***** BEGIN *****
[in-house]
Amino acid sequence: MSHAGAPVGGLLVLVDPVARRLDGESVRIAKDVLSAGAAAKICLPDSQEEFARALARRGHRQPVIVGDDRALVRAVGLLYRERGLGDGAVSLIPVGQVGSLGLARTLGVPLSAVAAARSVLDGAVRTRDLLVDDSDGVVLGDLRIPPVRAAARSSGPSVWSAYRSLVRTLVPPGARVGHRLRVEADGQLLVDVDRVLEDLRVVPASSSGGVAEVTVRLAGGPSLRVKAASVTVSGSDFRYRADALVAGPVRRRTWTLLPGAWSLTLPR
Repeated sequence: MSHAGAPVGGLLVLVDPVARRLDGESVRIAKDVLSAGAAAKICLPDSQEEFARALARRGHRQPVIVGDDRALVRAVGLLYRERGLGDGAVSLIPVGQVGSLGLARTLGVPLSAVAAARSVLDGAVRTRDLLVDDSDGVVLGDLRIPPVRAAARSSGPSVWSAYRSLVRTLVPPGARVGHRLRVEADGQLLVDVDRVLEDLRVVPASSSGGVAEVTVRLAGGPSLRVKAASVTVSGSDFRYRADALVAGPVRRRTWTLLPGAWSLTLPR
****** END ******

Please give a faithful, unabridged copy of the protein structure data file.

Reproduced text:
[in-house]
Amino acid sequence: MSHAGAPVGGLLVLVDPVARRLDGESVRIAKDVLSAGAAAKICLPDSQEEFARALARRGHRQPVIVGDDRALVRAVGLLYRERGLGDGAVSLIPVGQVGSLGLARTLGVPLSAVAAARSVLDGAVRTRDLLVDDSDGVVLGDLRIPPVRAAARSSGPSVWSAYRSLVRTLVPPGARVGHRLRVEADGQLLVDVDRVLEDLRVVPASSSGGVAEVTVRLAGGPSLRVKAASVTVSGSDFRYRADALVAGPVRRRTWTLLPGAWSLTLPR
Repeated sequence: MSHAGAPVGGLLVLVDPVARRLDGESVRIAKDVLSAGAAAKICLPDSQEEFARALARRGHRQPVIVGDDRALVRAVGLLYRERGLGDGAVSLIPVGQVGSLGLARTLGVPLSAVAAARSVLDGAVRTRDLLVDDSDGVVLGDLRIPPVRAAARSSGPSVWSAYRSLVRTLVPPGARVGHRLRVEADGQLLVDVDRVLEDLRVVPASSSGGVAEVTVRLAGGPSLRVKAASVTVSGSDFRYRADALVAGPVRRRTWTLLPGAWSLTLPR